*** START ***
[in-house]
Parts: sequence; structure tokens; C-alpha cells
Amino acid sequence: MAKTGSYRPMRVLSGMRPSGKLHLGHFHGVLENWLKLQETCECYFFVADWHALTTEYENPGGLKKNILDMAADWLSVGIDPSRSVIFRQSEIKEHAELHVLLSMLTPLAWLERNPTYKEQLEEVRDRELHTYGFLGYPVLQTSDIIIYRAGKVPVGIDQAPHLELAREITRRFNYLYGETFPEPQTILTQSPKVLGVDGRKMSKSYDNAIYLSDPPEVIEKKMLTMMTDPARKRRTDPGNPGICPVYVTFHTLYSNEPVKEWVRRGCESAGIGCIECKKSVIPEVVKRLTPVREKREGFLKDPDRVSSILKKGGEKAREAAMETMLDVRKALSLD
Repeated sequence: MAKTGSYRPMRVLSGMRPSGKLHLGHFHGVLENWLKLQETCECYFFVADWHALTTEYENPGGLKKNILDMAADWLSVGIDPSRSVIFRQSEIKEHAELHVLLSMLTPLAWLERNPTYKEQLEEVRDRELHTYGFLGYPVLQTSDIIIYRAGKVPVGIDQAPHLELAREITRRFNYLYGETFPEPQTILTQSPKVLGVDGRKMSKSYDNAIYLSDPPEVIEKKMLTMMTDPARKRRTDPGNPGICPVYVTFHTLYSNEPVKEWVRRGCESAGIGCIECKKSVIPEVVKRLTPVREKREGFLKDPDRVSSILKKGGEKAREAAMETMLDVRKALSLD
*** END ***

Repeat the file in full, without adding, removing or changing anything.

[in-house]
Parts: sequence; structure tokens; C-alpha cells
Amino acid sequence: MAKTGSYRPMRVLSGMRPSGKLHLGHFHGVLENWLKLQETCECYFFVADWHALTTEYENPGGLKKNILDMAADWLSVGIDPSRSVIFRQSEIKEHAELHVLLSMLTPLAWLERNPTYKEQLEEVRDRELHTYGFLGYPVLQTSDIIIYRAGKVPVGIDQAPHLELAREITRRFNYLYGETFPEPQTILTQSPKVLGVDGRKMSKSYDNAIYLSDPPEVIEKKMLTMMTDPARKRRTDPGNPGICPVYVTFHTLYSNEPVKEWVRRGCESAGIGCIECKKSVIPEVVKRLTPVREKREGFLKDPDRVSSILKKGGEKAREAAMETMLDVRKALSLD
Repeated sequence: MAKTGSYRPMRVLSGMRPSGKLHLGHFHGVLENWLKLQETCECYFFVADWHALTTEYENPGGLKKNILDMAADWLSVGIDPSRSVIFRQSEIKEHAELHVLLSMLTPLAWLERNPTYKEQLEEVRDRELHTYGFLGYPVLQTSDIIIYRAGKVPVGIDQAPHLELAREITRRFNYLYGETFPEPQTILTQSPKVLGVDGRKMSKSYDNAIYLSDPPEVIEKKMLTMMTDPARKRRTDPGNPGICPVYVTFHTLYSNEPVKEWVRRGCESAGIGCIECKKSVIPEVVKRLTPVREKREGFLKDPDRVSSILKKGGEKAREAAMETMLDVRKALSLD